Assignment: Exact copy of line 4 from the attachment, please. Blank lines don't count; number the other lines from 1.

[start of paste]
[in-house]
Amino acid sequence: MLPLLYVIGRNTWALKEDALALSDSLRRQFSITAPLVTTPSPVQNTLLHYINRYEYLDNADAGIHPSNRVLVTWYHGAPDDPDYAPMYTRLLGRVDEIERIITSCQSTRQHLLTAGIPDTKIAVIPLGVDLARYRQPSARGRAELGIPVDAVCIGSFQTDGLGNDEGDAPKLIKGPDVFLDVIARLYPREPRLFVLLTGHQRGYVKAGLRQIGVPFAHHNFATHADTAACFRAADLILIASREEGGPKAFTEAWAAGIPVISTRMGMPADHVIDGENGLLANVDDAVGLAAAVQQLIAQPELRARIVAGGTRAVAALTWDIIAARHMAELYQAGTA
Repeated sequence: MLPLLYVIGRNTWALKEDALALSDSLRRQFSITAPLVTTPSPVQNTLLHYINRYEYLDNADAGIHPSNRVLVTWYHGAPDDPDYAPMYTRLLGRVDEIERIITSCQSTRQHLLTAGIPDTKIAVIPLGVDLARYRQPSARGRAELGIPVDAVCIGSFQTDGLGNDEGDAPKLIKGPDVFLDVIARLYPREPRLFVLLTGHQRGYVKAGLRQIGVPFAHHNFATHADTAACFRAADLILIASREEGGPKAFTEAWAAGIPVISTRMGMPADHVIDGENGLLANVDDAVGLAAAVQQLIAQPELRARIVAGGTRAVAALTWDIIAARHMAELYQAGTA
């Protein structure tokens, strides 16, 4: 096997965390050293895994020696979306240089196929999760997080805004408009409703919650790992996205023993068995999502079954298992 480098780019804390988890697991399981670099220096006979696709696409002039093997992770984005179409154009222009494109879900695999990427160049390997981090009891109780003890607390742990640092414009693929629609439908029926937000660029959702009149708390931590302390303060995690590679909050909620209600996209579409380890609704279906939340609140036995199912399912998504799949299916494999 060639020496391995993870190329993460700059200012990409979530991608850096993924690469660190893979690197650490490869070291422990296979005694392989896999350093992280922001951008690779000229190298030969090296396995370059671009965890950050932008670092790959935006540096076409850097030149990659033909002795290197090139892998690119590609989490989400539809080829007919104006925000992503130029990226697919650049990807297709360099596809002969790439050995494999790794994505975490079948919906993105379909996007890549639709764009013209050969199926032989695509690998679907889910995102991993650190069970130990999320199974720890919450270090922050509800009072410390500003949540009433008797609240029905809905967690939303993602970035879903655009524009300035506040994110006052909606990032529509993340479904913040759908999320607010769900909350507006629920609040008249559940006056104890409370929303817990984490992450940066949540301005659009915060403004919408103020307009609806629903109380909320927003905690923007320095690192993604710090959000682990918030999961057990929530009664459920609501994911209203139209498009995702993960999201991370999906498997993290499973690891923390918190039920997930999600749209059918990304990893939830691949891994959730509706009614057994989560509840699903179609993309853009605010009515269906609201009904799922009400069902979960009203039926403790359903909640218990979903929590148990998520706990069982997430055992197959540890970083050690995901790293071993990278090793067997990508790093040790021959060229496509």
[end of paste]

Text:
């Protein structure tokens, strides 16, 4: 096997965390050293895994020696979306240089196929999760997080805004408009409703919650790992996205023993068995999502079954298992 480098780019804390988890697991399981670099220096006979696709696409002039093997992770984005179409154009222009494109879900695999990427160049390997981090009891109780003890607390742990640092414009693929629609439908029926937000660029959702009149708390931590302390303060995690590679909050909620209600996209579409380890609704279906939340609140036995199912399912998504799949299916494999 060639020496391995993870190329993460700059200012990409979530991608850096993924690469660190893979690197650490490869070291422990296979005694392989896999350093992280922001951008690779000229190298030969090296396995370059671009965890950050932008670092790959935006540096076409850097030149990659033909002795290197090139892998690119590609989490989400539809080829007919104006925000992503130029990226697919650049990807297709360099596809002969790439050995494999790794994505975490079948919906993105379909996007890549639709764009013209050969199926032989695509690998679907889910995102991993650190069970130990999320199974720890919450270090922050509800009072410390500003949540009433008797609240029905809905967690939303993602970035879903655009524009300035506040994110006052909606990032529509993340479904913040759908999320607010769900909350507006629920609040008249559940006056104890409370929303817990984490992450940066949540301005659009915060403004919408103020307009609806629903109380909320927003905690923007320095690192993604710090959000682990918030999961057990929530009664459920609501994911209203139209498009995702993960999201991370999906498997993290499973690891923390918190039920997930999600749209059918990304990893939830691949891994959730509706009614057994989560509840699903179609993309853009605010009515269906609201009904799922009400069902979960009203039926403790359903909640218990979903929590148990998520706990069982997430055992197959540890970083050690995901790293071993990278090793067997990508790093040790021959060229496509």